“Can’t love ‘em if you don’t have ‘em” – books, that is. That’s what the Marketplace commentator said when he was talking about kids -- or "new retail customers" as he put it -- reading books. This was in a story about First Book, a group that gives books to preschools and daycare centers and after-school programs and kids who can’t afford to buy them.
First Books gets the books from private donations and publishers like Candlewick, who, as one editor explained, can actually save money by giving some books away ("publishers face logistical problems")….and they don't give old books that didn’t sell. When Candlewick published a new edition of the Judy Moody series, they gave old copies to First Book -- warehouse space is expensive, First Book gets warehousing for free. Sounds like a win-win to me!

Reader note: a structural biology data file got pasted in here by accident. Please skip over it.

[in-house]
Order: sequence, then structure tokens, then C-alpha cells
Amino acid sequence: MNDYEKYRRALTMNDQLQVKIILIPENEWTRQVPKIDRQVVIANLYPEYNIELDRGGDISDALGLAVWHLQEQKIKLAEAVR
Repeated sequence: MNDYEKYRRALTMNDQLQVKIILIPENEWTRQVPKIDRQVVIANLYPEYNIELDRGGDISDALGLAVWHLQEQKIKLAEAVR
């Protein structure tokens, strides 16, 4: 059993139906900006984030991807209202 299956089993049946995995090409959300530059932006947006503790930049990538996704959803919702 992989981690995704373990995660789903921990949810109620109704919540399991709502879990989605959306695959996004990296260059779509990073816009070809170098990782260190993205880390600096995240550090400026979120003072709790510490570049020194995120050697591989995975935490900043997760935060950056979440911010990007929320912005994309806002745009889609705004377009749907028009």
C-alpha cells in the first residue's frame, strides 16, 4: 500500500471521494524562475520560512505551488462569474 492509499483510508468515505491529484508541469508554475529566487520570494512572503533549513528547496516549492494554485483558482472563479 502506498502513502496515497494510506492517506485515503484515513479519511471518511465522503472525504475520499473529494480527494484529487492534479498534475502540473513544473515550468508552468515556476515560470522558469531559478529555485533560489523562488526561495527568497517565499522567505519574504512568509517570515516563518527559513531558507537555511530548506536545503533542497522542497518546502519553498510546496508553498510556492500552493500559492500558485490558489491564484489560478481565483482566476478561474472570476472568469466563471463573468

They love working with small local groups like Sister Power in East Harlem, which has a drop-in reading center. THey interviewed a child there who said, "I'll probably love books when I grow up because I love them now." (Hence the "new retail customers")
First Book doesn't just collect books: they get them to people who will read and share them with the kids who needs them, and they're always open to new ideas. You can go to their Web site or blog or, if you’re at BEA this weekend in New York, their booth, to find out more.
(And if this is old news to everyone else, sorry! I just heard about it on one of my favorite radio shows, Marketplace.)